|Evett, Steven - Steve|
Submitted to: Agronomy Abstracts
Publication Type: Abstract Only
Publication Acceptance Date: 11/1/1999
Publication Date: N/A
Citation: N/A Interpretive Summary:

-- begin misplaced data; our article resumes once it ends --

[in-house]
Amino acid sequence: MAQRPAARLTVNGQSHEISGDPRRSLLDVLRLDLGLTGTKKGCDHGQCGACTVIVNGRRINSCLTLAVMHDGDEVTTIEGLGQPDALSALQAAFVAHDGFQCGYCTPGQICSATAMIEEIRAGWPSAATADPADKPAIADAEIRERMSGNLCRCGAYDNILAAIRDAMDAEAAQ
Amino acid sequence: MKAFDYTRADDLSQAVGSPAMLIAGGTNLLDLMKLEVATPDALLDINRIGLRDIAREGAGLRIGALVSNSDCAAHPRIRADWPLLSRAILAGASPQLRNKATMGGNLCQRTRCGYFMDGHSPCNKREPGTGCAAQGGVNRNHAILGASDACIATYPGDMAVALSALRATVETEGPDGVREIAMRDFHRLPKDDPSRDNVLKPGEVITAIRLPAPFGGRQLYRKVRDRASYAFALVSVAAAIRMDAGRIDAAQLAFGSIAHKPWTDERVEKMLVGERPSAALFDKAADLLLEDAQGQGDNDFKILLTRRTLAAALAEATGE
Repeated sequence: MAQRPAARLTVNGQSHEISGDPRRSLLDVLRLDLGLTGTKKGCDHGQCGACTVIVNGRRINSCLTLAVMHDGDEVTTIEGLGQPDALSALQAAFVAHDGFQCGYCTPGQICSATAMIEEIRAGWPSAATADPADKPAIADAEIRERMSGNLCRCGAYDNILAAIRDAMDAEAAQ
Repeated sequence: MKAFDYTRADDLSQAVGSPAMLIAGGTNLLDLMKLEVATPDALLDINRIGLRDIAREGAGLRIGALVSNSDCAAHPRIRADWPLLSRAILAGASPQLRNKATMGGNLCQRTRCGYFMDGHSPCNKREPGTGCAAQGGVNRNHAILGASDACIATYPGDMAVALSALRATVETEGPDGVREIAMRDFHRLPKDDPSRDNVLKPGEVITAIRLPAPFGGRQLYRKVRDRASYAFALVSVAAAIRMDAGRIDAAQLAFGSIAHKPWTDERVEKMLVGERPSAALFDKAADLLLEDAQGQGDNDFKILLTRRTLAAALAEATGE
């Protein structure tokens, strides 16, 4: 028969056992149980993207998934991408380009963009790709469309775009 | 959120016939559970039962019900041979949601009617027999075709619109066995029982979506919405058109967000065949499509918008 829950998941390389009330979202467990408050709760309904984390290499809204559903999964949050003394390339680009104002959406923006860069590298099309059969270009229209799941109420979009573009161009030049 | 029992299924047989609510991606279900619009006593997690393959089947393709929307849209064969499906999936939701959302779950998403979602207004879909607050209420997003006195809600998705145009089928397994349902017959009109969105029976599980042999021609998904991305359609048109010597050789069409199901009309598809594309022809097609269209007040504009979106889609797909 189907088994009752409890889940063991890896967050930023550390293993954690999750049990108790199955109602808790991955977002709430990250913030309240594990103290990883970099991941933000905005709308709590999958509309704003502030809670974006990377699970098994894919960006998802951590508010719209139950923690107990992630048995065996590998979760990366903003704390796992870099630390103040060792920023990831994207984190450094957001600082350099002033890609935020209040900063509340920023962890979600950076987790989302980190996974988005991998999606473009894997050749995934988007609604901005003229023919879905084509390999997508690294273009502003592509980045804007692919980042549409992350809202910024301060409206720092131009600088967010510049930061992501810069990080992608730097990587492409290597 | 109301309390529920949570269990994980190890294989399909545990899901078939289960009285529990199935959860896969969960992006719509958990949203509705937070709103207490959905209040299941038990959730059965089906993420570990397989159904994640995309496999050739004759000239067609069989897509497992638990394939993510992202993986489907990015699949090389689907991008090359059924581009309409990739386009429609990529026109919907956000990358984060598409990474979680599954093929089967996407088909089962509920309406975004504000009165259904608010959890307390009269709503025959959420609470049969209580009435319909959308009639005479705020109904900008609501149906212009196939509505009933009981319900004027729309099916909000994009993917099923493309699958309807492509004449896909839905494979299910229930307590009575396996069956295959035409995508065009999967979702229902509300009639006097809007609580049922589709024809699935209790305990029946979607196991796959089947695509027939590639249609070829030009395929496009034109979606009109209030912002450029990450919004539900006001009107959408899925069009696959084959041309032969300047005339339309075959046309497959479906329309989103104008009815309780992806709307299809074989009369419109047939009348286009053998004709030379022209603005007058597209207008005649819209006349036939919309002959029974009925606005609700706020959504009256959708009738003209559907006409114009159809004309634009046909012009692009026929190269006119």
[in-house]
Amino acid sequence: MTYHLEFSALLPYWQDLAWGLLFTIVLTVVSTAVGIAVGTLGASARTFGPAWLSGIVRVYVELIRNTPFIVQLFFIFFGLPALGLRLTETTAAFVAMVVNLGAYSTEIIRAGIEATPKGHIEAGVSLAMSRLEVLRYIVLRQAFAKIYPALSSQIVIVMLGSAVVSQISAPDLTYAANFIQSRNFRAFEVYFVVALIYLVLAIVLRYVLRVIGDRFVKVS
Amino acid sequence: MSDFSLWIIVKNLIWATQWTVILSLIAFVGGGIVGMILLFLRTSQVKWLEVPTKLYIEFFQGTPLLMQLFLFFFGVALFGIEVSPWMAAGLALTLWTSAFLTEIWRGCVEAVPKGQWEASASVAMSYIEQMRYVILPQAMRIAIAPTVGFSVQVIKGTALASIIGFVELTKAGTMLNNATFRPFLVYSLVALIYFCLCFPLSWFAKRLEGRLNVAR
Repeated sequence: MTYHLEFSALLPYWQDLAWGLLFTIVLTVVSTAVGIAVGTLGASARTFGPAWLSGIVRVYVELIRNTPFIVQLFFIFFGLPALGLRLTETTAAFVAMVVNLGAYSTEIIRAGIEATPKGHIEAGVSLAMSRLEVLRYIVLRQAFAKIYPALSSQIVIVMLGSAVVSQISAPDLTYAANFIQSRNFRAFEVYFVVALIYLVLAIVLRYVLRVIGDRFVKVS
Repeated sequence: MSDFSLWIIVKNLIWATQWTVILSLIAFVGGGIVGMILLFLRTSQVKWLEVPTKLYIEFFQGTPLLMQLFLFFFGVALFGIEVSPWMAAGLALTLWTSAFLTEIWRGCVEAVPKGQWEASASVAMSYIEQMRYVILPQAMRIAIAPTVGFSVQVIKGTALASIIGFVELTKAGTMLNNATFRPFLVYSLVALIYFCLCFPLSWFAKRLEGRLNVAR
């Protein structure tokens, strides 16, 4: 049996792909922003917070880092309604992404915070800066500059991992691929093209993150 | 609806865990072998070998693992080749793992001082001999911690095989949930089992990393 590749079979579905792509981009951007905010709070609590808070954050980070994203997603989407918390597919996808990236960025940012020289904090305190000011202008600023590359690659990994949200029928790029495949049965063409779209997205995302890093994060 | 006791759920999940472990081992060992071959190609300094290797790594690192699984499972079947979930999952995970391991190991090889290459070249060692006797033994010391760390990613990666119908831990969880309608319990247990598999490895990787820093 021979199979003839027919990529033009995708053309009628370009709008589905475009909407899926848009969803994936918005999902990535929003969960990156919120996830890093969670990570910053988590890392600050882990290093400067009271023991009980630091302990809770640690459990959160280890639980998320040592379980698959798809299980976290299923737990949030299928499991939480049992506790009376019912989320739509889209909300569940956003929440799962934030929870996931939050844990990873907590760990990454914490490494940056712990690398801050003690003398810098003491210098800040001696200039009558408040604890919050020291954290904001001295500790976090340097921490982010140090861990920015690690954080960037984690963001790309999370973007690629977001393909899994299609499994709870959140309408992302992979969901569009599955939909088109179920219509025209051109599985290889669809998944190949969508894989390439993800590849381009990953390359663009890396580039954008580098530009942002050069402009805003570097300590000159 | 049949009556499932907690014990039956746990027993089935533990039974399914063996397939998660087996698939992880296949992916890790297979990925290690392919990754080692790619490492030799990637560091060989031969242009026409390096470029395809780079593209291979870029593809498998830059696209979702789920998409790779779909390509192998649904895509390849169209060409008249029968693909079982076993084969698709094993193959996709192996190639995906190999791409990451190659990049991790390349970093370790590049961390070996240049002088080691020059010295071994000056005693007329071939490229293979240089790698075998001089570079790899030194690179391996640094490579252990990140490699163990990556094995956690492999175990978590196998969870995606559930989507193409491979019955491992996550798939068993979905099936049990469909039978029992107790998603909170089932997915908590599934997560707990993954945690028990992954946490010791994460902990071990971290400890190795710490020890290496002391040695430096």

Technical Abstract: Field corn (Zea mays L., hybrid Pioneer 3261) was grown using automatic drip irrigation controlled by a canopy temperature feedback algorithm in 1997 and 1999. The algorithm used threshold temperatures and times. If canopy temperature, measured every minute with an infrared thermometer, was above the threshold temperature for more than the threshold time, then an irrigation equal to peak consumptive use (10 mm) was applied. Threshold temperatures of 28 and 30 deg C were used. In mid-season, the mean canopy temperature for the 28 and 30 deg C treatments (three replicates) was separated by 2 deg C through most of the daylight hours. Yields of automatically-irrigated corn exceeded those of corn irrigated by replenishing the root zone to field capacity weekly according to neutron probe measurements of profile water content. In 1997, dry basis corn yields for automatically-irrigated corn ranged from 1.09 to 1.39 kg m**2 and those for weekly replenishment of soil water were significantly lower at 0.76 kg m**2. Results for 1999 will be compared with those for 1997.